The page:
Seated across the table, Nick Weaver wields what appears to be a patch of white porcelain. It’s slightly bulbous, a palm-sized square with rounded edges. Save for a stylized Scandinavian name printed in the lower left-hand corner—”eero”—one might mistake it for a slab cut from a toilet.
In fact, Weaver is unveiling the product of a year’s worth of stealth research and development undertaken by Eero, his 15-person San Francisco-based startup. The unassuming plastic chunk encloses an all-in-one Wi-Fi device: a wireless router, access point, and range extender all rolled into one. He places it gingerly on the tabletop.
What makes Eero’s product different from those already marketed by competitors such as Linksys or Belkin (which acquired Linksys in 2013) is that the devices don’t, according to Weaver, require add-ons (although you’ll need three to cover a typical household). Eero works in tandem to create a wireless mesh network that permeates your home with Internet access. The devices run diagnostics, automatically download security fixes, and send weekly digests about network activity, Weaver says. Should anything go wrong—which is unlikely, he assures—there’s no need to get up and hit “restart.” The device will reboot itself.
Set-up is easy, too: Just plug the first one into your cable or DSL modem and a power source, spread the rest around your living quarters (also near power outlets), and the network can be managed with a mobile application.
Weaver pulls out his phone to show me the status of his in-laws’ home Wi-Fi network back on the West Coast. (Eero has been beta-testing its eponymous devices in 25 San Francisco homes, including Weaver’s own.) At the tap of a screen, he monitors its activity from Fortune‘s offices on the opposite side of the United States. It’s the only home Wi-Fi system you’ll ever need, he’s fond of saying.
The devices are meant to address some of the pain points that afflict home Wi-Fi: dead zones, password management, and yes, that dreaded, stomach-knotting epitaph of many an attempted video stream: “Buffering.” Eliminating dead zones is a cinch, Weaver says, since the system is distributed. Each device covers about 1,000 square feet, and three usually do the trick, he says, turning the Eero over in his hands.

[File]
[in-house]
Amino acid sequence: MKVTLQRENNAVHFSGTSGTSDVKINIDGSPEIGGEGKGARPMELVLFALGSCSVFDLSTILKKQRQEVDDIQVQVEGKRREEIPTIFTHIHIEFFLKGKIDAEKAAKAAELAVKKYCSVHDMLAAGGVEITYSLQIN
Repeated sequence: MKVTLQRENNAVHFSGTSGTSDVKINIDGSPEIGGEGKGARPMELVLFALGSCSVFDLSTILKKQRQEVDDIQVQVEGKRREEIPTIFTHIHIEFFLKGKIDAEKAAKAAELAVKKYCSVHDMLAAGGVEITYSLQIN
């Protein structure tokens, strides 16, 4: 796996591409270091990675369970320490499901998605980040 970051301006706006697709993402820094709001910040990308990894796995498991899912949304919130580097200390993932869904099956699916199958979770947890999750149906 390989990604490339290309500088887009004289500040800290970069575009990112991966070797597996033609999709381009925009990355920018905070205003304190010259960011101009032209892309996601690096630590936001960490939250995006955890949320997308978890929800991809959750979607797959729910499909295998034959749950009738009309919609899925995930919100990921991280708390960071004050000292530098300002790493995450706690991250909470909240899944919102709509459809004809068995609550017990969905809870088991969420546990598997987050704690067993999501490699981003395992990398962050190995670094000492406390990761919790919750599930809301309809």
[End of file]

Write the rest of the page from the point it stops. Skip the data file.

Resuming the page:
The presence of multiple nodes helps prevent the network from overloading. As more devices connect and as they stream more data, the distributed Eero system keeps any one device from becoming too saturated. (In addition to targeting Internet of Things early adopters, the company hopes to court so-called cord-cutters, people who have ditched cable plans in favor of video streaming services like Netflix and Hulu.)
The Eero device also makes password management simple. People joining the network are split into three groups: “owners,” “users,” and “guests.” Owners have full administrative rights, users can invite guests, and guests solely can access the network. (For slightly more granular control, there is the option to set time limits for network access.) Also, instead of trying to decipher the alphanumeric character hastily jotted down by the installation technician—Seriously, is that a capital “Y” or “4” or some kind of Sumerian logograph?—users can simply be added through the accompanying Eero app. For anyone who wants to join the network who doesn’t have the app, an owner can easily text them the password.
“I grew up setting up these networks in Chicago,” Weaver says, reminiscing about a job he had around his neighborhood as a boy. Later at Stanford University, he took the reins again as a network administrator. That’s where he met his company’s co-founders, Amos Schallich and Nate Hardison.
Last January, the startup raised $4 million in funding from First Round Capital, Menlo Ventures (Weaver’s former firm), Stanford-affiliated StartX, AME Cloud Ventures, Homebrew Ventures, and individuals like Alexis Ohanian, Gary Tan, and Trae Vassallo. Today the company leaves “stealth mode” with plans to sell each device for $125 (or $300 for a 3-pack) and ship them in early summer.
“We spent a lot of time on the software piece, adding intelligence to the network,” Weaver says. His team spent an equal amount of time on the design. They wanted to create an item—a piece of industrial art—people would be proud to have on display. To make the devices beautiful, the startup enlisted one of today’s top design minds, Fred Bould, whose projects include the GoPro Hero 3 and the Nest thermostat.
Eero’s design is more than just for show. There is a commercial interest in looking pretty. When consumers prominently display the devices in their homes, they can potentially get better performance out of them. Further, the company hopes to tap into that social phenomenon—the network effect—that helps new products catch on. In a perfect scenario, people see Eero devices at their friend’s and family’s places, want them, and go out and buy them, too.
Since most Wi-Fi devices get buried, hidden from view, or stashed in closets—there is an “aesthetic hurdle you have to mount,” Weaver says, passing the tile in my direction. The company and product’s name is a reference to Eero Saarinen, designer of St. Louis’ signature Gateway Arch and master of sweeping architectural forms. (He also designed the Bell Labs headquarters.)
Inspecting the slab, I still think it’s unlikely that people will start decorating their domiciles with routers—even Eero’s charmingly paunchy all-in-one routers. But there is something to be said for the company’s ambition. For many homes, Wi-Fi has become the de facto gateway to the wider world. Eero offers slices of that sphere.